lethargilistic’s review published on Letterboxd:
This documentary falters as a documentary, but the gravity of the event depicted shines through, regardless. It was repetitive; it was visually rather mundane until it was able to spotlight Lee Sedol; descriptions of the game state were devoid of any analysis—the film would prefer you believe that such analysis is impossible, but it did not show any honest attempts beyond throwing up arms over how strange the moves from the machine were or even cursory explanations at to why. In that sense, it even crept into the territory of propaganda, but thankfully the humility of the team behind AlphaGo was able to smooth that wrinkle in coverage of this event over where many optimistic observers failed to do so at the time of the event.
Over the last two weeks or so, I've read a book from the early 90s called Technopoly in which Neil Postman argued that there is an increasing focus by many people in American culture (and the world) have shifted their targets from the goal of improving humanity's knowledge and the quality thereof to the pursuit of increased efficiency and an information glut that sustains itself for itself and not for human benefit. The first half of the documentary and a lot of the coverage of the event itself runs into this problem by fixating only on AlphaGo's winrate, our ever-increasing fascination with abstracting away human elements of issues, and never discussing the consequences of proposed actions. Now, a Go-playing machine doesn't have bad implications no matter how you look at it because Go is a game, so it's not like terrible things would come from these wins, but the significance of these achievements are not attributable to the machine. There was a beautiful segment of the documentary where a team member reflected that getting to the point where AlphaGo could beat a 9p player was a very human achievement. Of course, that was in the second half of the documentary where such sentiment and humility was on display more often as people started considering the world's new ecology with this machine's existence.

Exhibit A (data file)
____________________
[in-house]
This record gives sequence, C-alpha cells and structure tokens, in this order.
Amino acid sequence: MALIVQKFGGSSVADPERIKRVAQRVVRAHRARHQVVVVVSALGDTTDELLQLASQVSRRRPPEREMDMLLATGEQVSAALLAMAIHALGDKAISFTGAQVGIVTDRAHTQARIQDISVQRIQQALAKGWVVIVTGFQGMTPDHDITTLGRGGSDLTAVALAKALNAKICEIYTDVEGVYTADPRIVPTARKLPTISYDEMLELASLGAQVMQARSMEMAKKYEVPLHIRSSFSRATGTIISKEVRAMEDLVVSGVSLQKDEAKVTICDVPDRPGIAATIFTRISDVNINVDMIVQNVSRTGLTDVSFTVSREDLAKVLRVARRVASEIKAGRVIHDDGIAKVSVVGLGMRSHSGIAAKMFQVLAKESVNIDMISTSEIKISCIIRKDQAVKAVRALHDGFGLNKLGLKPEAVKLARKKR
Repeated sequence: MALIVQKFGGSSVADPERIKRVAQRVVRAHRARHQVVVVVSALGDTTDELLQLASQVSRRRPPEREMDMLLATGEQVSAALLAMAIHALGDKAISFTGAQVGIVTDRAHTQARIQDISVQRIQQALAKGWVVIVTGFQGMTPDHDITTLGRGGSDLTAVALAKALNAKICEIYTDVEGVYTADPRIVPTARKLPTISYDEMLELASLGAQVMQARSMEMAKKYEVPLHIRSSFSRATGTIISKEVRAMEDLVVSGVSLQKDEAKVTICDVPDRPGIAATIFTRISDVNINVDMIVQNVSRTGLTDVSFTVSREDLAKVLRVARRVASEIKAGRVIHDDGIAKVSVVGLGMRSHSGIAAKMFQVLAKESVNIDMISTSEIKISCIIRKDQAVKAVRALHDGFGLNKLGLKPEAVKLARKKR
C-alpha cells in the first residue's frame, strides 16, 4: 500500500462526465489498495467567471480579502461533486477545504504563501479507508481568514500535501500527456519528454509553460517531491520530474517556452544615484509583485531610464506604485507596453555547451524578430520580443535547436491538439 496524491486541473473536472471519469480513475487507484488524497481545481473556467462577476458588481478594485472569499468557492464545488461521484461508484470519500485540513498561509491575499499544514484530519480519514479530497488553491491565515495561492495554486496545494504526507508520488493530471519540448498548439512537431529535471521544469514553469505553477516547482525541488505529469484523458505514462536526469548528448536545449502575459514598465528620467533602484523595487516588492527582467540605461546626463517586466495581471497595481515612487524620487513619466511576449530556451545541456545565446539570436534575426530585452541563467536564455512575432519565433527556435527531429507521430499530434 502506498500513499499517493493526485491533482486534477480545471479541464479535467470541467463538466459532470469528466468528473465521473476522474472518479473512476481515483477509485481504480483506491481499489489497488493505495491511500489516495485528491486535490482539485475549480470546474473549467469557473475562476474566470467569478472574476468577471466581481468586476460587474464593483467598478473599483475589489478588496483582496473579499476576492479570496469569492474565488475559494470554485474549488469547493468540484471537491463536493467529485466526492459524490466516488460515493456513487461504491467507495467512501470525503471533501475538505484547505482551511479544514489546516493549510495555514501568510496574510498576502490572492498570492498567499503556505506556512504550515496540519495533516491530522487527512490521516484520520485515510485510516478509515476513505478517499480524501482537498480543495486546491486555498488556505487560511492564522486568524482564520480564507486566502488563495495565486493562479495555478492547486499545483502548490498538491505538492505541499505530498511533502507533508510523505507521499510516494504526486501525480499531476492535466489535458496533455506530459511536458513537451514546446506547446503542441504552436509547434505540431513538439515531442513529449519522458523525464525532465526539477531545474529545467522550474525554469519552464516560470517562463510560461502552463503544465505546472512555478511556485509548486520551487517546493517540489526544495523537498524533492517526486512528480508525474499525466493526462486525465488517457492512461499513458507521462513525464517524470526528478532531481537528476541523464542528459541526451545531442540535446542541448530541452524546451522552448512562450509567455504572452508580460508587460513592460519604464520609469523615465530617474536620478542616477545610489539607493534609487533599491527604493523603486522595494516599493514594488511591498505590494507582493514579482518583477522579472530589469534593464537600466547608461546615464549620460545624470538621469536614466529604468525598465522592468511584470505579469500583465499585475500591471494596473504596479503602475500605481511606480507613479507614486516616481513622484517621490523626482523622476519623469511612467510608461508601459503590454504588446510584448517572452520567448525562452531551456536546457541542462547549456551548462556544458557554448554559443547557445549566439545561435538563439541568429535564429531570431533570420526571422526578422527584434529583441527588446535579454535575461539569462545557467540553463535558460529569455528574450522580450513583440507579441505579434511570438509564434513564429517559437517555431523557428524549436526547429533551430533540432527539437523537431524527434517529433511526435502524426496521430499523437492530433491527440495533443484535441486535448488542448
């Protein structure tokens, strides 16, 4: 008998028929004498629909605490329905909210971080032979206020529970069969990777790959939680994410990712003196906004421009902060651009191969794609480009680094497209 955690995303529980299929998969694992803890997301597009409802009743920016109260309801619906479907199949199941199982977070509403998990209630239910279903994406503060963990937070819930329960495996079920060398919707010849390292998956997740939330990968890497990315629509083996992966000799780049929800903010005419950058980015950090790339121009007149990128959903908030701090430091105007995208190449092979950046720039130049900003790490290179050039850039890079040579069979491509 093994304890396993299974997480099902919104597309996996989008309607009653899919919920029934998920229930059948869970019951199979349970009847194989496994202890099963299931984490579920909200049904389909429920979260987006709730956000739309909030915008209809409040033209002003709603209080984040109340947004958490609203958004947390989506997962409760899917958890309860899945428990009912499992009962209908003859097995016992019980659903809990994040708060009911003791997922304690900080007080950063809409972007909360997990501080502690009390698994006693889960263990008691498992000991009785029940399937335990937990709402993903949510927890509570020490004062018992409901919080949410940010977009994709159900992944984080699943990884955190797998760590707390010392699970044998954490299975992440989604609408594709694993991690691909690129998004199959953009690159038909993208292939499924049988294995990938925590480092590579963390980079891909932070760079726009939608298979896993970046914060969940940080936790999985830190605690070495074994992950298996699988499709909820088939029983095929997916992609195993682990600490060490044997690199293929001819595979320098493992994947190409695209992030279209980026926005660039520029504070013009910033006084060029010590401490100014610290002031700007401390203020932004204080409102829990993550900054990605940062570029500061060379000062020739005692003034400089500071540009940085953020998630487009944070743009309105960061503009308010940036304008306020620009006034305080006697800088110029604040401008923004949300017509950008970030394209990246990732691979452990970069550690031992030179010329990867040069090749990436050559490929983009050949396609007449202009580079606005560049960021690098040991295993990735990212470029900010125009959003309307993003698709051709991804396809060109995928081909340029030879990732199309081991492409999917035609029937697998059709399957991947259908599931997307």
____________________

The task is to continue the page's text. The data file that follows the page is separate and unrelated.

The most interesting parts were games 4 and 5, after Sedol had technically lost the tournament. Each of those games represented interesting versions of play with the machine and they were played solely for exploratory purposes, and they represent how our human culture is more than a functional win count and the percentage win chance during play. Concluding prematurely would have damaged the public consciousness's perception of AI even further by polluting it with the idea that AI is infallible and greater than ourselves rather than an extension of ourselves and our efforts. I hope people come away more inspired by the sentiment of the end of the documentary than by overzealousness of observers from the tech community.